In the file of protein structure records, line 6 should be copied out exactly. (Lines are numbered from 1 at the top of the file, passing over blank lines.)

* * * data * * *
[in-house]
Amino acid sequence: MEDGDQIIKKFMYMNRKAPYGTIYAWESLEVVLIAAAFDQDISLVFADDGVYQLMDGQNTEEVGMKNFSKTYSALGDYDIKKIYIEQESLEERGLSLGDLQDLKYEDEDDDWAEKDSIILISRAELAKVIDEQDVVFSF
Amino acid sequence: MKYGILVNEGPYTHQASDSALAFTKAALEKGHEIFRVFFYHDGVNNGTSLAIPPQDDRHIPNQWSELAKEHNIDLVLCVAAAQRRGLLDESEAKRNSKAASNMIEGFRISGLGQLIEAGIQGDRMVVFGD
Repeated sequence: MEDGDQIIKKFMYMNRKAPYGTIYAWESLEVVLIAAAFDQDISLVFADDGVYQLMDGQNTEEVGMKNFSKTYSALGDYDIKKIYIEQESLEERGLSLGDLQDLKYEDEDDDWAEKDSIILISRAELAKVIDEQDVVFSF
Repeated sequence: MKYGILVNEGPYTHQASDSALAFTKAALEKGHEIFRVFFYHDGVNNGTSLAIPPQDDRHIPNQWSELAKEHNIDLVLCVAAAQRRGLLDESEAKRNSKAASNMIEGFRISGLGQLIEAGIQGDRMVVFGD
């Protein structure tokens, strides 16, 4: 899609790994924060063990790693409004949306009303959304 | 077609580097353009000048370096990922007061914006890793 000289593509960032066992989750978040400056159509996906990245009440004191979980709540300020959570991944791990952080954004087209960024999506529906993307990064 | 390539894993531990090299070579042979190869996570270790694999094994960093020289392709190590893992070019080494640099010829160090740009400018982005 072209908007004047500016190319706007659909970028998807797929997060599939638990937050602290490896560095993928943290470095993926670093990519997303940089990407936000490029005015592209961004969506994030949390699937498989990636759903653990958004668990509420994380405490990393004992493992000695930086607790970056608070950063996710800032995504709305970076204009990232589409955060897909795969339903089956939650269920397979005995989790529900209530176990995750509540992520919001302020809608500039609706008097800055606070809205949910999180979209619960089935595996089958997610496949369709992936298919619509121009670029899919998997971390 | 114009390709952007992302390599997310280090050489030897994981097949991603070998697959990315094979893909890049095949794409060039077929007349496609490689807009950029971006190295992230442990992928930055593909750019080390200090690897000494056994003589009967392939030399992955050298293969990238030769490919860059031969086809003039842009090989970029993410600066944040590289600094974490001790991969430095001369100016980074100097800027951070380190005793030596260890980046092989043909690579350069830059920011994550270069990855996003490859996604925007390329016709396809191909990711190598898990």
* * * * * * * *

């Protein structure tokens, strides 16, 4: 899609790994924060063990790693409004949306009303959304 | 077609580097353009000048370096990922007061914006890793 000289593509960032066992989750978040400056159509996906990245009440004191979980709540300020959570991944791990952080954004087209960024999506529906993307990064 | 390539894993531990090299070579042979190869996570270790694999094994960093020289392709190590893992070019080494640099010829160090740009400018982005 072209908007004047500016190319706007659909970028998807797929997060599939638990937050602290490896560095993928943290470095993926670093990519997303940089990407936000490029005015592209961004969506994030949390699937498989990636759903653990958004668990509420994380405490990393004992493992000695930086607790970056608070950063996710800032995504709305970076204009990232589409955060897909795969339903089956939650269920397979005995989790529900209530176990995750509540992520919001302020809608500039609706008097800055606070809205949910999180979209619960089935595996089958997610496949369709992936298919619509121009670029899919998997971390 | 114009390709952007992302390599997310280090050489030897994981097949991603070998697959990315094979893909890049095949794409060039077929007349496609490689807009950029971006190295992230442990992928930055593909750019080390200090690897000494056994003589009967392939030399992955050298293969990238030769490919860059031969086809003039842009090989970029993410600066944040590289600094974490001790991969430095001369100016980074100097800027951070380190005793030596260890980046092989043909690579350069830059920011994550270069990855996003490859996604925007390329016709396809191909990711190598898990």